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Elmira Prison Camp OnLine Library –

Submitted Information - Union Index

Due to the nature of this research, few submissions are made for Union soldiers. However, this section needs some growth. Please use the Submission page to send in information on your Union ancestor who served their duty at Elmira.

Bailey, William H
19th Mass. Vol. Inf. Regt.
Enlisted December 9th, 1861. Wounded the 3rd of July 1863 at Gettysburg. He went to Hospital in Newark, NJ. Then to the Veterans reserve corp 6th Co. 2nd Batt. He was discharged July 9th at Elmira, NY. Reason of Discharge.--Expiration of term of service.
Information provided by Doug Bailey.

Harney, Thomas
Co. F, 2nd U.S. Vet Vol
Thomas Harney is not a direct ancestor so I haven''t fully researched him. He served !861-1864 in the 47th Illinois Infantry and was wounded twice in a battle at Corinth, Mississippi. He mustered out in 1864. Apent some time at home (I guess) in Lacon, Illinois. He then enlisted in Co F 2nd U.S. Veteran Volunteers. These units were authoriezed in Nov 1864 of men with an honorable discharge after two year''s service. He mustered in feb 23rd 1865 and mustered out on Feb 26, 1866 at Elmira, N.Y.

I looked for information and found an information sheet of a diary in a university library for John Holland. He also enlisted in Co F in Feb 1865. He had been on the U.S. Ram Monarch. His diary says They were around Washington DC and assigned to Elmira prison in July 1865. He served there until Feb 16th 1866. He describes the town, drinking lager, attending Bailey''s Circus and "Old Ann''s" bawdy House where he probably got the sylphis which bothered him in October.

He says the food was wretched, paymaster was tardy, discipline declined badly with drunken brawls sometimes with the townspeople. The soldiers got to where they didn't salute and trued to wear civilian clothes in camp. There weren't many prisoners left. Some entered picket lines in July 1865 at the surrender of the Confederacy.
Information provided by James Cummings.

Lawhead, Milton S.
149th PA Bucktails
Transferred to Elmira from Petersburg in February of 1865.
Information provided by Ernest.

Maloney, Captain Francis Gallery
Born 19 May 1841 in Ennis, Co. Clare, Ireland, joined the 54th Regiment, New York Volunteers in October 1863 in Rochester, NY and where he commanded Company "I". The 54th Regiment was mustered into the United States service on 26 July 1864 and was sent south to the Elmira Prisoner of War Camp, arriving there on the 27th of that month. In Elmira the 54th comprised part of the guard contingent there and they served for 100 days and were mustered out of the federal service on 10 November 1864 in Rochester. Following the Civil War Capt. Maloney remained with the 54th and was subsequently promoted to Major and served on the Regimental staff. He and his family left Rochester in 1871 for Jackson Co., MI where he died the following year.

Potter, Stephen Devela
Pvt. Bat. L, 2nd Art NY
b. 1816 in Herkimer Co., NY and d. February 13, 1864 in Elmira, NY. He was married to Diadama Dunham in March 1855. In Beer's History of Herkimer County he is listed as having died at Elmira of congestion of the lungs. He was a private in Battery L, 2nd Artillery, although he may have been transferred to Invalid Corps.
Information provided by Jane S.Flannery

Scott, Walter S.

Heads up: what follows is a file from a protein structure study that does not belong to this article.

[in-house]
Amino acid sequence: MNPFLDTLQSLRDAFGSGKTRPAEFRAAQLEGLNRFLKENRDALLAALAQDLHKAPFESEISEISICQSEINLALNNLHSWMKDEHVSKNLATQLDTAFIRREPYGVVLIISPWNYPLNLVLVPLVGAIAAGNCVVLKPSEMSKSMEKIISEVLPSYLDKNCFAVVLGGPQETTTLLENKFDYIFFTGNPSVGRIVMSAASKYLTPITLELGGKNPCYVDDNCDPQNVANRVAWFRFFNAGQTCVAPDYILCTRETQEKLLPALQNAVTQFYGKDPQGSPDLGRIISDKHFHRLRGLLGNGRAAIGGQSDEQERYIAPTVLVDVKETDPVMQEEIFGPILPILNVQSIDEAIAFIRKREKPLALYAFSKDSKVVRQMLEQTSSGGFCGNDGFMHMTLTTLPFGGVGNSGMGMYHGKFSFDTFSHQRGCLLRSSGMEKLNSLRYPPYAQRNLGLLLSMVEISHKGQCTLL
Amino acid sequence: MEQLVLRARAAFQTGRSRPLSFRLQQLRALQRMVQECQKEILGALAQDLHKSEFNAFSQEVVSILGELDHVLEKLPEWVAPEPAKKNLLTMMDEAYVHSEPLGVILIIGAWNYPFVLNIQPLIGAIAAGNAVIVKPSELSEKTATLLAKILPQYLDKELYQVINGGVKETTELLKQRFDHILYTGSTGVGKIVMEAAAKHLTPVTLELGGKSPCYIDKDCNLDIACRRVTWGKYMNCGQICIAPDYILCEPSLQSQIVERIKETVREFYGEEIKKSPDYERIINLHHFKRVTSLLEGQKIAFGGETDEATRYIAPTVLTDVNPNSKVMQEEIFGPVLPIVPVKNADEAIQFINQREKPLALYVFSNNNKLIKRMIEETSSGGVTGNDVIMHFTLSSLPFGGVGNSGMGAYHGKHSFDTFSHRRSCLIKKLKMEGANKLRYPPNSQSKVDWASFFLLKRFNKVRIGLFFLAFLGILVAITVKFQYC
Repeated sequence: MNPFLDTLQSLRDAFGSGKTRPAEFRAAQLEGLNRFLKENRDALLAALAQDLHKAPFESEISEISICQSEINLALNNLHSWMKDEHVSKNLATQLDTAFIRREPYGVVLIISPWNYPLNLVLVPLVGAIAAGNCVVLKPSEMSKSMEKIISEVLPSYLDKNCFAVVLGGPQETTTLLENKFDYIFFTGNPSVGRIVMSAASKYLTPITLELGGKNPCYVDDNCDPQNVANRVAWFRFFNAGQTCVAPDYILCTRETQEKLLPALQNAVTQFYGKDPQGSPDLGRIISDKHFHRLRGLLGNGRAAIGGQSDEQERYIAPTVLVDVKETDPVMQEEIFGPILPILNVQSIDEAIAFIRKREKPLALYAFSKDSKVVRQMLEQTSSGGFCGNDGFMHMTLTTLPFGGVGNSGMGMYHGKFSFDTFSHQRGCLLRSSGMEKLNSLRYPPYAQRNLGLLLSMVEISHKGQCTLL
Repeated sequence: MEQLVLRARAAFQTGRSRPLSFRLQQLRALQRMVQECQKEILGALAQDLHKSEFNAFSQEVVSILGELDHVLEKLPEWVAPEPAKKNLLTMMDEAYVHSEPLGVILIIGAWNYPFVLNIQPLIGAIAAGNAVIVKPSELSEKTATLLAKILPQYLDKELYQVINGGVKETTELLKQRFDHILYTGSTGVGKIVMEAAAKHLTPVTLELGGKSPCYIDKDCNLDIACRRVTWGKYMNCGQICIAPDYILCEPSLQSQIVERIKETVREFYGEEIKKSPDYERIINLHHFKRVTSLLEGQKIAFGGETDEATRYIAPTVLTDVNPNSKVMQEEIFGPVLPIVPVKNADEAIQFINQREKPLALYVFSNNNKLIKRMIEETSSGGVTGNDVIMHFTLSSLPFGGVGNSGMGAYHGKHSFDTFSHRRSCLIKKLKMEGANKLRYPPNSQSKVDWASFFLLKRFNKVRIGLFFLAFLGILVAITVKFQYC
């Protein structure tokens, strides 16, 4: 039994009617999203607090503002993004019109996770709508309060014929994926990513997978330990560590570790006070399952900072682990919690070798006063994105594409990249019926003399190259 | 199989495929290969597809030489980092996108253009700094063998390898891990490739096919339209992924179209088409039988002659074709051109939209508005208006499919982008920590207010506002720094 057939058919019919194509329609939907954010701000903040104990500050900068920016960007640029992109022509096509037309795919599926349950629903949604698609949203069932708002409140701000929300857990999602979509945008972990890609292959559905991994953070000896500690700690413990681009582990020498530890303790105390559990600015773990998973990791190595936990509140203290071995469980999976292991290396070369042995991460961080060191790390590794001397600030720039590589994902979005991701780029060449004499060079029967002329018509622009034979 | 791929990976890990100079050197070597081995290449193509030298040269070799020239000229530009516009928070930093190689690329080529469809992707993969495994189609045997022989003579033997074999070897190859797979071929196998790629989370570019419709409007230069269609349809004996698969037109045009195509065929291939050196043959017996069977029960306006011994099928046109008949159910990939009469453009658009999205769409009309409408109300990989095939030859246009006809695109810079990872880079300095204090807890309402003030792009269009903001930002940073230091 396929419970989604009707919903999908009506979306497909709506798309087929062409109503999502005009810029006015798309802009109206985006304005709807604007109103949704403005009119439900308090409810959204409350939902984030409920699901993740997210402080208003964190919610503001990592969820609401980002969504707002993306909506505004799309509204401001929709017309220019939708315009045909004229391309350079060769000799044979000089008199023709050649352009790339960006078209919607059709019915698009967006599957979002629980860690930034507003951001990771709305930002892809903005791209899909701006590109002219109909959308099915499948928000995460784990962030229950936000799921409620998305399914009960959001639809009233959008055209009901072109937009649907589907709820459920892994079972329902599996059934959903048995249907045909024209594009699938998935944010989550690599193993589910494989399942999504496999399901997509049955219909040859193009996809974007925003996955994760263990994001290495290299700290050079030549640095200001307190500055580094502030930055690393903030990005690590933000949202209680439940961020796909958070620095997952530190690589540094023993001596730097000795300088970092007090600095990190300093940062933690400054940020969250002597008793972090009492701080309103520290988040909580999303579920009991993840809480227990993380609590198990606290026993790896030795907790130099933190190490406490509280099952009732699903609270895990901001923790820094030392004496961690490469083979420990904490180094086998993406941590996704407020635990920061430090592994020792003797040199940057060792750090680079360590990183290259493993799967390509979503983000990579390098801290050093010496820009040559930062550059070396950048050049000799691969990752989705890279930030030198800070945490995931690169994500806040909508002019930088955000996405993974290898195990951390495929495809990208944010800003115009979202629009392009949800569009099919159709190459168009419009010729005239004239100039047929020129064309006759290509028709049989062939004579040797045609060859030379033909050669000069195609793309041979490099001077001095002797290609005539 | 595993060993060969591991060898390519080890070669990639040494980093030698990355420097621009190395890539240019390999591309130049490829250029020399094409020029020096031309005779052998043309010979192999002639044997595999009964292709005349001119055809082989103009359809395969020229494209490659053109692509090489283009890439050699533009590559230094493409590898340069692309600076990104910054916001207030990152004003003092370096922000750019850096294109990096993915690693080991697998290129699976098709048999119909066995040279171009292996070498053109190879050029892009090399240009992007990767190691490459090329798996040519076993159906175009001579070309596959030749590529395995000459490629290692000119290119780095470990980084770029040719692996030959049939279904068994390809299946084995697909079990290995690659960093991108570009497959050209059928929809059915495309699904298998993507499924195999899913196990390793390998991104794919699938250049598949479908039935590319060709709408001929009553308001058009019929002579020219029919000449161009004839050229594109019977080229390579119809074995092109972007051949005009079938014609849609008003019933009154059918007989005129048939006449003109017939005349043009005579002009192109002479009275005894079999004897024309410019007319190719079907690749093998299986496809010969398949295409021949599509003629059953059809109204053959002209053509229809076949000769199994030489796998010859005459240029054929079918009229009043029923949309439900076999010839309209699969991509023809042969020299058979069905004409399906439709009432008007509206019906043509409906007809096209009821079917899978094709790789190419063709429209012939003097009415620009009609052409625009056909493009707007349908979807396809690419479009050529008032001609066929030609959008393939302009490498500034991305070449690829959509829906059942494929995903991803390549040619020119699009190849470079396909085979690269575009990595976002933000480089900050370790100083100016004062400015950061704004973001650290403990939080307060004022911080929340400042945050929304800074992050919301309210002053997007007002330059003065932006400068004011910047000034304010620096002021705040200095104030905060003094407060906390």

Dec. 29th 1863 Volunteered in Argyle, NY at 20 years of age. Feb. 10th 1864 arrived at Elmira, NY for duty in a Color Guard. According to the Muster Roll he also did "Duty on Fortification." September 1864 promoted to a Corporal. Mustered out August 21, 1865. His gravestone in Union Cemetery Ft. Edward, NY says he served as a Trumpeter. The assumption is in a Color Guard. Although his service record does not confirm this.
Information provided by Robert W. Haas.

Wilson, Cyrus
Co. H, 145th Pa Inf
Cyrus Wilson was born 29 September 1829 in Crawford County, Pennsylvania, and died 29 January 1902 in Clifton, Kansas. On 5 August 1862 he enlisted along with 100 others from his county in Company H of the 145th Pennsylvania Volunteer Infantry Regiment. His regiment, which served under General Winfield Scott Hancock for the entire war, buried the dead at Antietam, led the charge against Mary's Heights at Fredericksburg, and was captured during the Stonewall Jackson's flanking maneuver at Chancellorsville. Only fourteen of the 101 who enlisted in Company H answered roll call at Gettysburg.

Sergeant Wilson was left wounded on the battlefield at Fredericksburg along with more than three-quarters of his company after the charge on Mary’s Heights. Unable to carry a rifle, he was assigned administrative tasks at Chancellorsville, and was made a ward master at the 2nd Corps hospital at Gettysburg. On 11 February 1864 he was transferred to Company G of the 1st Regiment of the Veteran Reserve Corps. His unit was assigned to duty at the prison in Elmira, New York. He re-enlisted on 2 September 1864 and was discharge 6 September 1865.

In his biography of Cyrus, his son writes. "In less than a month after returning to duty [after recovering from wounds received at Fredericksburg], he passed through the Chancellorsville campaign, and, after two or three weeks in camp, he marched over 100 miles in the heat of a Virginia summer to Gettysburg, where he had his part in as desperate a piece of fighting as the history of the war records, only to be left behind amidst the filth and human wreckage of battle. The wonder is, not that he was physically and mentally depressed, but that he survived through it all."

The biography of Sergeant Cyrus Wilson, entitled "The Civil War: One Man, His Unit, His Family, and His Community" can be read here.
Submitted by Pete Wilson.